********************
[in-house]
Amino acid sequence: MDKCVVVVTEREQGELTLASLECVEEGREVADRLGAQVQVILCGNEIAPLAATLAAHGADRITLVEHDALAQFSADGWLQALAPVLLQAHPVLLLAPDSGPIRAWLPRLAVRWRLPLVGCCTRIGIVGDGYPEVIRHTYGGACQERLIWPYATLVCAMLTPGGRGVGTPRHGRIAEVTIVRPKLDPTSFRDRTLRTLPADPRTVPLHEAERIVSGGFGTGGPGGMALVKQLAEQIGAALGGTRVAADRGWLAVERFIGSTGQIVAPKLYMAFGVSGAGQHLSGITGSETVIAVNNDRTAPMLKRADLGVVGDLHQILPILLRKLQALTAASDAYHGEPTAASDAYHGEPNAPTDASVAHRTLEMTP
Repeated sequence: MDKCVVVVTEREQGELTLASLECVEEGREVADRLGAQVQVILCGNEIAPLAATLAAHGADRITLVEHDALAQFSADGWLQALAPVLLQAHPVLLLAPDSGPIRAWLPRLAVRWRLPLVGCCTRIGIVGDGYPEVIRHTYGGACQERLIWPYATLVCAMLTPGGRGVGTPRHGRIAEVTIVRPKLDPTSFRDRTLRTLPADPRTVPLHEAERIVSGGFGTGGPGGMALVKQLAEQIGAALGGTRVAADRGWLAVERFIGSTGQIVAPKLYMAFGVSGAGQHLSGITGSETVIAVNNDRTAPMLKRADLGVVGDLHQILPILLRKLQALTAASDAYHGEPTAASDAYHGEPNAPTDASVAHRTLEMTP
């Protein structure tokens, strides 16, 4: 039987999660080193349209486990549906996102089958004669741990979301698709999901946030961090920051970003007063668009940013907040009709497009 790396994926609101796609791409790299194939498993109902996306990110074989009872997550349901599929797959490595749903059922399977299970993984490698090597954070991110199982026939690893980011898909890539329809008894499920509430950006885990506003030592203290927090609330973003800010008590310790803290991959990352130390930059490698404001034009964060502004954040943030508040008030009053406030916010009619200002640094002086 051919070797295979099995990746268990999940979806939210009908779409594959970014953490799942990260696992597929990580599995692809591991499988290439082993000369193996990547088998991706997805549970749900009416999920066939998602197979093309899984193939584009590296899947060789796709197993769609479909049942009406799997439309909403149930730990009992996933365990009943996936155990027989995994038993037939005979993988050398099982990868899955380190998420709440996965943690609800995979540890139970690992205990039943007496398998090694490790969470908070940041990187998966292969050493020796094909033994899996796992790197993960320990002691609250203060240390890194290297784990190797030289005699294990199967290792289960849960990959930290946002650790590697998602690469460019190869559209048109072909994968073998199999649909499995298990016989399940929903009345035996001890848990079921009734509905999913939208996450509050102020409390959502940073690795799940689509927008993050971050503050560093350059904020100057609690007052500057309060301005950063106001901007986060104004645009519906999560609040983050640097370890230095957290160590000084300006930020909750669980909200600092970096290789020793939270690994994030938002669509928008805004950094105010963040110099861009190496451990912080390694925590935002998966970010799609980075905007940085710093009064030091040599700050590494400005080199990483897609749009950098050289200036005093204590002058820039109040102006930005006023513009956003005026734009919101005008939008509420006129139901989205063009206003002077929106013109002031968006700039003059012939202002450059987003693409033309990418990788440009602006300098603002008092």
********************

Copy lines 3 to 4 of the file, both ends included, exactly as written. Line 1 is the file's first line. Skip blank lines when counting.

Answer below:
Repeated sequence: MDKCVVVVTEREQGELTLASLECVEEGREVADRLGAQVQVILCGNEIAPLAATLAAHGADRITLVEHDALAQFSADGWLQALAPVLLQAHPVLLLAPDSGPIRAWLPRLAVRWRLPLVGCCTRIGIVGDGYPEVIRHTYGGACQERLIWPYATLVCAMLTPGGRGVGTPRHGRIAEVTIVRPKLDPTSFRDRTLRTLPADPRTVPLHEAERIVSGGFGTGGPGGMALVKQLAEQIGAALGGTRVAADRGWLAVERFIGSTGQIVAPKLYMAFGVSGAGQHLSGITGSETVIAVNNDRTAPMLKRADLGVVGDLHQILPILLRKLQALTAASDAYHGEPTAASDAYHGEPNAPTDASVAHRTLEMTP
């Protein structure tokens, strides 16, 4: 039987999660080193349209486990549906996102089958004669741990979301698709999901946030961090920051970003007063668009940013907040009709497009 790396994926609101796609791409790299194939498993109902996306990110074989009872997550349901599929797959490595749903059922399977299970993984490698090597954070991110199982026939690893980011898909890539329809008894499920509430950006885990506003030592203290927090609330973003800010008590310790803290991959990352130390930059490698404001034009964060502004954040943030508040008030009053406030916010009619200002640094002086 051919070797295979099995990746268990999940979806939210009908779409594959970014953490799942990260696992597929990580599995692809591991499988290439082993000369193996990547088998991706997805549970749900009416999920066939998602197979093309899984193939584009590296899947060789796709197993769609479909049942009406799997439309909403149930730990009992996933365990009943996936155990027989995994038993037939005979993988050398099982990868899955380190998420709440996965943690609800995979540890139970690992205990039943007496398998090694490790969470908070940041990187998966292969050493020796094909033994899996796992790197993960320990002691609250203060240390890194290297784990190797030289005699294990199967290792289960849960990959930290946002650790590697998602690469460019190869559209048109072909994968073998199999649909499995298990016989399940929903009345035996001890848990079921009734509905999913939208996450509050102020409390959502940073690795799940689509927008993050971050503050560093350059904020100057609690007052500057309060301005950063106001901007986060104004645009519906999560609040983050640097370890230095957290160590000084300006930020909750669980909200600092970096290789020793939270690994994030938002669509928008805004950094105010963040110099861009190496451990912080390694925590935002998966970010799609980075905007940085710093009064030091040599700050590494400005080199990483897609749009950098050289200036005093204590002058820039109040102006930005006023513009956003005026734009919101005008939008509420006129139901989205063009206003002077929106013109002031968006700039003059012939202002450059987003693409033309990418990788440009602006300098603002008092």